A. I recently installed the new nVidia graphics driver, which includes new utilities for 3D Vision Discover. After digging deeper, I discovered that this is a new technology that brings 3D graphics to most modern games without the need for an expensive monitor and special glasses.
nVidia has offered the nVidia 3D Vision technology for a while. It consisted of one of the company's high-end graphics cards and the NVidia 3D Vision Kit, a set of special glasses and a transmitter that tells the glasses to cover the left eye, then right eye in rapid sequence in time with alternating images on the display. 3D Vision requires a monitor capable of 120Hz, not many of which are available today. This high refresh rate is necessary because the monitor displays twice as many frames as usual, half for the left eye and half for the right eye—that's why the glasses cover one eye at a time while the monitor displays the image for the other. More information is available on nVidia's 3D Vision page.
The new 3D Vision Discover technology uses the old red and blue colorization you've seen in older movies and comics. You have a red lens over one eye and a blue lens over the other. This technology works with any monitor, an nVidia GeForce graphics card, and simple red/blue glasses you might have lying around from a 3D movie, instead of expensive mechanical glasses.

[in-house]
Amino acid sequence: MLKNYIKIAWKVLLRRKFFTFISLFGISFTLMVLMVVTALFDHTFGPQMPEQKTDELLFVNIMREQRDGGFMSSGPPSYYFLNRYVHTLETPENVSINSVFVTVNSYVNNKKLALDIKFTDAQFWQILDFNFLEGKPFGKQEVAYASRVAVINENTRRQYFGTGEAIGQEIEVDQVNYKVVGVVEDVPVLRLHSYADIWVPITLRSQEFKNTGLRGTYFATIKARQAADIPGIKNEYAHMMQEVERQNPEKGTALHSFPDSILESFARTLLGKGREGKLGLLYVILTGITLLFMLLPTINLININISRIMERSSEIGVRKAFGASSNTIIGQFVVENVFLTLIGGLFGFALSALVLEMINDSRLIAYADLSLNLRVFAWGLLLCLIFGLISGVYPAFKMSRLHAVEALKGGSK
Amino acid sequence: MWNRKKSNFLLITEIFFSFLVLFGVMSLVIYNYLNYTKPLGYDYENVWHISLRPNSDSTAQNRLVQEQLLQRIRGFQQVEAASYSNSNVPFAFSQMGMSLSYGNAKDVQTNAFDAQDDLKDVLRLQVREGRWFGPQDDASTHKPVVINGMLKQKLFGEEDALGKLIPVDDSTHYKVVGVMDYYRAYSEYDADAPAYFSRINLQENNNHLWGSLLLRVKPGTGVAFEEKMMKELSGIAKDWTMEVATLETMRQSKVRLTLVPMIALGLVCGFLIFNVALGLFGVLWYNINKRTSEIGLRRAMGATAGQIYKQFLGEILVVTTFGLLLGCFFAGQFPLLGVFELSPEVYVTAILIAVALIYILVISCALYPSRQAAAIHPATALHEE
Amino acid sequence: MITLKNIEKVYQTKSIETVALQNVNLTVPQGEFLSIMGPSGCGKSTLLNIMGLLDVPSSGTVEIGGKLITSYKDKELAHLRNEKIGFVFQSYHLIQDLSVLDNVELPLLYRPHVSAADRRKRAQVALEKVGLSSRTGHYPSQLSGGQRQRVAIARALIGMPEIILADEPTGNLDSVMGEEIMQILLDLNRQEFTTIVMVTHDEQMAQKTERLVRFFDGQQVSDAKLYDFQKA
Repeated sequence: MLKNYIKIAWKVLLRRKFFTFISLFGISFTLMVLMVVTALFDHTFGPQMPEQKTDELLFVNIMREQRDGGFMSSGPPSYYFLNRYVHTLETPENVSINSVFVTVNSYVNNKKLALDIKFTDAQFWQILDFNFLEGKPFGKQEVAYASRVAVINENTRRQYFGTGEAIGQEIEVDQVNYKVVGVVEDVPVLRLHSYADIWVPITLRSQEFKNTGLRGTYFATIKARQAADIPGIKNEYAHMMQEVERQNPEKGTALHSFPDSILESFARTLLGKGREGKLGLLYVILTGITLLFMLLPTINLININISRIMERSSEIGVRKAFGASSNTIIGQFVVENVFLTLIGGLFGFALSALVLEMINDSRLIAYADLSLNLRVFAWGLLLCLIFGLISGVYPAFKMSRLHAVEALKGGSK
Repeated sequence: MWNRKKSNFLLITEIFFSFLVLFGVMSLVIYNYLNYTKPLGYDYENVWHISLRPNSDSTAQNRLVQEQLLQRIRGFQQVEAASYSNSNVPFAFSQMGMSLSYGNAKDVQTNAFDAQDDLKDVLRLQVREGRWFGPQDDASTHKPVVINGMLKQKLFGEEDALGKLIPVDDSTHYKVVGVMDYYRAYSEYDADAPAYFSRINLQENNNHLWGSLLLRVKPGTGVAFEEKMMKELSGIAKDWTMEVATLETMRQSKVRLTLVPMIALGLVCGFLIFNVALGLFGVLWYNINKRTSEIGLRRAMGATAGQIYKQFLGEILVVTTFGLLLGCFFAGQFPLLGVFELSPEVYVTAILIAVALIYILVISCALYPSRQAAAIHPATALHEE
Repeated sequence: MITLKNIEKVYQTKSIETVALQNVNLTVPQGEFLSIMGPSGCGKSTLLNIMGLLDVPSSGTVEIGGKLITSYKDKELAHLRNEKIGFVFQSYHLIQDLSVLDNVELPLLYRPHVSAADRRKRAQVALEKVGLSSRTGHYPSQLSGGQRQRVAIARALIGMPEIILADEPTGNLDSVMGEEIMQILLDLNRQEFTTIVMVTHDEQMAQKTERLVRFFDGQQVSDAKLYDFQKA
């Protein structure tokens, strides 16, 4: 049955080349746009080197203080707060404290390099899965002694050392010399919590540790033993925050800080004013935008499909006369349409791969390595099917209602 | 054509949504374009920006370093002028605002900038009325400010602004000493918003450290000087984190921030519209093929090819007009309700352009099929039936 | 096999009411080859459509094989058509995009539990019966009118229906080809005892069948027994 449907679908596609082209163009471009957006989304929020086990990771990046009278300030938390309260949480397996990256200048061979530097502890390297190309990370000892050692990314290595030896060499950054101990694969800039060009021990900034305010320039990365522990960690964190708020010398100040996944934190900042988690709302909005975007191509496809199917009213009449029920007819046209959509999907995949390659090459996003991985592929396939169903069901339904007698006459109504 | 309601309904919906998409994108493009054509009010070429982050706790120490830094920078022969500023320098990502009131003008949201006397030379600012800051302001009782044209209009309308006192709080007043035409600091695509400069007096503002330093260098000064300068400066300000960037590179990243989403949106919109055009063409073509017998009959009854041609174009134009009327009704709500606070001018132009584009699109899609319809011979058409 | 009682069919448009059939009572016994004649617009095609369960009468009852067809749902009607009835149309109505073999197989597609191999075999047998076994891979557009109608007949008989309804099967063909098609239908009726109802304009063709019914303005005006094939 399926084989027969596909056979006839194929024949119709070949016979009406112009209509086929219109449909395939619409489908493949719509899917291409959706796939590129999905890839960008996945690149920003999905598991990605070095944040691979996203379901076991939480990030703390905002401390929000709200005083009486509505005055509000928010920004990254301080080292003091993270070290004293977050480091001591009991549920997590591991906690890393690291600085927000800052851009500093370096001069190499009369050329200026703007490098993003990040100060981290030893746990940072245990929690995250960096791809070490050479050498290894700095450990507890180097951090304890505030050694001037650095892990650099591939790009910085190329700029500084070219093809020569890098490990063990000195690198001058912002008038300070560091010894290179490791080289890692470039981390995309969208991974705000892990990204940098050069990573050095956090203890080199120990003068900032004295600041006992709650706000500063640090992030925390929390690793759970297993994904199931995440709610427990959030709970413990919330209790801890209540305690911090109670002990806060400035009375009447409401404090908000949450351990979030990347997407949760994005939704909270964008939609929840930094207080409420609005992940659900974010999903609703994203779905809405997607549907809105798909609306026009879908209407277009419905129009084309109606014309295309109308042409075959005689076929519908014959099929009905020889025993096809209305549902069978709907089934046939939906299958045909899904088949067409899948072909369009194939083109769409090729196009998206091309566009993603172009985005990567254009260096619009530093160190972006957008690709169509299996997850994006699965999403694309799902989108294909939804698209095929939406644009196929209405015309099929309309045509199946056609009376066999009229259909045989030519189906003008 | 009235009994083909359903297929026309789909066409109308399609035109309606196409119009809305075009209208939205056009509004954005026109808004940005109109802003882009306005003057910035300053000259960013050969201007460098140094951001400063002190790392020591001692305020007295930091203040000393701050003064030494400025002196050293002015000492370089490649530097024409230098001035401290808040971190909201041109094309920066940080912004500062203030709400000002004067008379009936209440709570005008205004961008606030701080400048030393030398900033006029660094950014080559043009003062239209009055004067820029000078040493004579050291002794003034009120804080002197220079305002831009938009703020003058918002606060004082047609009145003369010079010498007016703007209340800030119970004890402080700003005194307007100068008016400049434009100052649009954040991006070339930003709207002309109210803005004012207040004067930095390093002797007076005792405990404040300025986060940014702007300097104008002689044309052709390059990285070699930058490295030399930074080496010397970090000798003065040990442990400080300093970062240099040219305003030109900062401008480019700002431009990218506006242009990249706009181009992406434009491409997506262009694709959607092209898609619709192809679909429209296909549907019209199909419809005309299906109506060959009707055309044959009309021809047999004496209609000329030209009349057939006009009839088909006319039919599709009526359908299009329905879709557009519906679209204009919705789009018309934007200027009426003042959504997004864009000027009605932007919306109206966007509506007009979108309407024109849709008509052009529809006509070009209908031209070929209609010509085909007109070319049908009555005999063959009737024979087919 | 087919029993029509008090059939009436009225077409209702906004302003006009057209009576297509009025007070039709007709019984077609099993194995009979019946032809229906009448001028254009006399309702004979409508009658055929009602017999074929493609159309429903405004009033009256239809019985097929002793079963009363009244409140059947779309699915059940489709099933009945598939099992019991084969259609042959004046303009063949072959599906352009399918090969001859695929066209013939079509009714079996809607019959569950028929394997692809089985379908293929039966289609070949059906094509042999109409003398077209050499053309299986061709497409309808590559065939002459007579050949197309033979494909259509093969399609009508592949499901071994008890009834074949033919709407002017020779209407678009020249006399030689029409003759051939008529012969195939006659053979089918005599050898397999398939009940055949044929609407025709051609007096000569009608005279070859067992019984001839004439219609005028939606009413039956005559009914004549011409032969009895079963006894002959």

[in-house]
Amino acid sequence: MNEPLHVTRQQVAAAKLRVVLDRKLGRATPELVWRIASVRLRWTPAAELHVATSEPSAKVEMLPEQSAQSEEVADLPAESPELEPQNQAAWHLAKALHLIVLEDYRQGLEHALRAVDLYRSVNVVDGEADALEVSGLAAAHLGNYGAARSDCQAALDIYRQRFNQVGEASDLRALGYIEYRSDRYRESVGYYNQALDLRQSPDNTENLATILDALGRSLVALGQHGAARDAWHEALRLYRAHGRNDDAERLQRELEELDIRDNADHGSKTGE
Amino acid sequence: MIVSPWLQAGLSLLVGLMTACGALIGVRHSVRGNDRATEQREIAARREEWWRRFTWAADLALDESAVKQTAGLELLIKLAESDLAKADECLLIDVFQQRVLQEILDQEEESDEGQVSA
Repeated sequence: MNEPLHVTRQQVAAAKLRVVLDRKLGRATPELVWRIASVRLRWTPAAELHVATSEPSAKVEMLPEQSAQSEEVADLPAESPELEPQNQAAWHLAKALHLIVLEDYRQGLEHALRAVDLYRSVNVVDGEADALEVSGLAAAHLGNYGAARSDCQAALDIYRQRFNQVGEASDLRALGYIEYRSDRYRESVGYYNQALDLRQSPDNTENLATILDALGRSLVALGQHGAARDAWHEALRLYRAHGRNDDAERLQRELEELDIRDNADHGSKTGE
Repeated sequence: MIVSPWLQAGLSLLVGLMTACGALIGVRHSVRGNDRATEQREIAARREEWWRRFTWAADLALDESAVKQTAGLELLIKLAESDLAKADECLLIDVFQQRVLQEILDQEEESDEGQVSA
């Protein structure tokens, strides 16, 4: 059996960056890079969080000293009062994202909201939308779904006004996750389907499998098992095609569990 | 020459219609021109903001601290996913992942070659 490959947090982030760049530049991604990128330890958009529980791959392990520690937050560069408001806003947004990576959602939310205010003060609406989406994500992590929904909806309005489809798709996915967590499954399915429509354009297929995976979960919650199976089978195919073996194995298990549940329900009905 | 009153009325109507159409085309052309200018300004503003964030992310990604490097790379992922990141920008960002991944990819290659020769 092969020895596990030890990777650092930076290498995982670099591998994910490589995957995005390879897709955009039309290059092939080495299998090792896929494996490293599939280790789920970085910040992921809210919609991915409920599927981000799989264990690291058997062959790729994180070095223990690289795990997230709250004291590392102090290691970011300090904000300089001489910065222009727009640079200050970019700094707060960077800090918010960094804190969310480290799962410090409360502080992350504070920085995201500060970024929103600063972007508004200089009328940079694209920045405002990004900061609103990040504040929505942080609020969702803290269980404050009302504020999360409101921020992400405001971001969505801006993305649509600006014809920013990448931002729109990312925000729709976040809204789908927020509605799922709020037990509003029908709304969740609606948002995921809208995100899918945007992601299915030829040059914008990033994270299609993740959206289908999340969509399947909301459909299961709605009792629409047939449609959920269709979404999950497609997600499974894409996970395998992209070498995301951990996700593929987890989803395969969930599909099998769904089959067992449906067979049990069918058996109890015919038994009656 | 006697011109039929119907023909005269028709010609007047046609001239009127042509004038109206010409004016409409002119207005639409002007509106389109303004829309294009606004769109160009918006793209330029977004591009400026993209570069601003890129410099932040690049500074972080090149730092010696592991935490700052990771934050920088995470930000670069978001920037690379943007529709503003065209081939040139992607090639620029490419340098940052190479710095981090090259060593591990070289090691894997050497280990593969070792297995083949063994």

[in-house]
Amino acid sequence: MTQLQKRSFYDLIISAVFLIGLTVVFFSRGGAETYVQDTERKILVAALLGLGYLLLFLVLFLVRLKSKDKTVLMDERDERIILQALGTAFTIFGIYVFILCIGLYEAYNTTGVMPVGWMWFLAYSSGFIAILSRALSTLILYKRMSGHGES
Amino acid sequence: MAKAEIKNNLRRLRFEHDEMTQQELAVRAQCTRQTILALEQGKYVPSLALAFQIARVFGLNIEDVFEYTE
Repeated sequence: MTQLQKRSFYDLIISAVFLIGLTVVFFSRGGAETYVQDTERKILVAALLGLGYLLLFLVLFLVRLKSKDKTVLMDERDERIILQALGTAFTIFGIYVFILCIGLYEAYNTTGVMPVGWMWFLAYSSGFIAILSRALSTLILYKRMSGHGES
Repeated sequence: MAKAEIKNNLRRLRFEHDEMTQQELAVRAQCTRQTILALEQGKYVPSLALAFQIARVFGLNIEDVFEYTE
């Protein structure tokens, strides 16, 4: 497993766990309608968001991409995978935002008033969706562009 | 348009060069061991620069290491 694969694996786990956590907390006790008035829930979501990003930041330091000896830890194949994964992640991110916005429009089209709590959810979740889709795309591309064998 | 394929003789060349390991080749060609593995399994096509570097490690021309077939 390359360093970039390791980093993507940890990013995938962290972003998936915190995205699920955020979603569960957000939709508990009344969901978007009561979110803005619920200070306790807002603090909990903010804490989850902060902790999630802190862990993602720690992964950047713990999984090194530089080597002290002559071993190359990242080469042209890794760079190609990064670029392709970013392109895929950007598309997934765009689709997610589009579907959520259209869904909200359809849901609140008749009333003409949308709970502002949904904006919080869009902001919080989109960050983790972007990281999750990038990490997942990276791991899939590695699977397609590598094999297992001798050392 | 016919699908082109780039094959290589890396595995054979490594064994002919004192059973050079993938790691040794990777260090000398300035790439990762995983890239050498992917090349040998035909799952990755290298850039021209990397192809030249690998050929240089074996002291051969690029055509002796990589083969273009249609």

Once you run through the wizard, games running in full screen will be shown in 3D, as shown below for Left 4 Dead. Note that it doesn't look right in the screen shot, because it's a different resolution from what the game was running in. When it's running live, it looks great!
Click to expand.
Click to expand.
- Q. How do I stream media to my Xbox or other device from Windows 7?
- The website is down because someone removed the X-Box
- Long Live Blu-ray!
- Q. How can I check whether a game will work on a Windows XP system?
Check out hundreds more useful Q&As like this in John Savill's FAQ for Windows. Also, watch instructional videos made by John at ITTV.net.